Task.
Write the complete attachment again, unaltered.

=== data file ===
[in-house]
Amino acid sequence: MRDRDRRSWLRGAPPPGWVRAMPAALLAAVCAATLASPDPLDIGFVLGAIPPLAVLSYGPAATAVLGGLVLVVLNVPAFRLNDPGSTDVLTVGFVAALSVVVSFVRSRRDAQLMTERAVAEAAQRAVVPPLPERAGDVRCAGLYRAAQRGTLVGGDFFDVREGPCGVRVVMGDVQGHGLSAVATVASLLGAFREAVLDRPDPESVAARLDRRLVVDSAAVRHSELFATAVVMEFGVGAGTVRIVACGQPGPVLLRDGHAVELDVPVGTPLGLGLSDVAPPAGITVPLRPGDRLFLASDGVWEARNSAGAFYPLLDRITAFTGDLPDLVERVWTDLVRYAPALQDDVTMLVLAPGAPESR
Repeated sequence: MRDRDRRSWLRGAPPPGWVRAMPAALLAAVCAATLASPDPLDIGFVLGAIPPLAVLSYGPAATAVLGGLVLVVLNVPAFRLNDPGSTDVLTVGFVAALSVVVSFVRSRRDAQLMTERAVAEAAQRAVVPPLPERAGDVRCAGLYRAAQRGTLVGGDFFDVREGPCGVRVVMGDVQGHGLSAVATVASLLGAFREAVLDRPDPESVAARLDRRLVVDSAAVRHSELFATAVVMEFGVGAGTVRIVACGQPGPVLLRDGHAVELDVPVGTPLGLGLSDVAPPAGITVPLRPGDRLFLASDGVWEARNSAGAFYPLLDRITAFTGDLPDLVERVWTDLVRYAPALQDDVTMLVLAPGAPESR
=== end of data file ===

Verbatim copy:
[in-house]
Amino acid sequence: MRDRDRRSWLRGAPPPGWVRAMPAALLAAVCAATLASPDPLDIGFVLGAIPPLAVLSYGPAATAVLGGLVLVVLNVPAFRLNDPGSTDVLTVGFVAALSVVVSFVRSRRDAQLMTERAVAEAAQRAVVPPLPERAGDVRCAGLYRAAQRGTLVGGDFFDVREGPCGVRVVMGDVQGHGLSAVATVASLLGAFREAVLDRPDPESVAARLDRRLVVDSAAVRHSELFATAVVMEFGVGAGTVRIVACGQPGPVLLRDGHAVELDVPVGTPLGLGLSDVAPPAGITVPLRPGDRLFLASDGVWEARNSAGAFYPLLDRITAFTGDLPDLVERVWTDLVRYAPALQDDVTMLVLAPGAPESR
Repeated sequence: MRDRDRRSWLRGAPPPGWVRAMPAALLAAVCAATLASPDPLDIGFVLGAIPPLAVLSYGPAATAVLGGLVLVVLNVPAFRLNDPGSTDVLTVGFVAALSVVVSFVRSRRDAQLMTERAVAEAAQRAVVPPLPERAGDVRCAGLYRAAQRGTLVGGDFFDVREGPCGVRVVMGDVQGHGLSAVATVASLLGAFREAVLDRPDPESVAARLDRRLVVDSAAVRHSELFATAVVMEFGVGAGTVRIVACGQPGPVLLRDGHAVELDVPVGTPLGLGLSDVAPPAGITVPLRPGDRLFLASDGVWEARNSAGAFYPLLDRITAFTGDLPDLVERVWTDLVRYAPALQDDVTMLVLAPGAPESR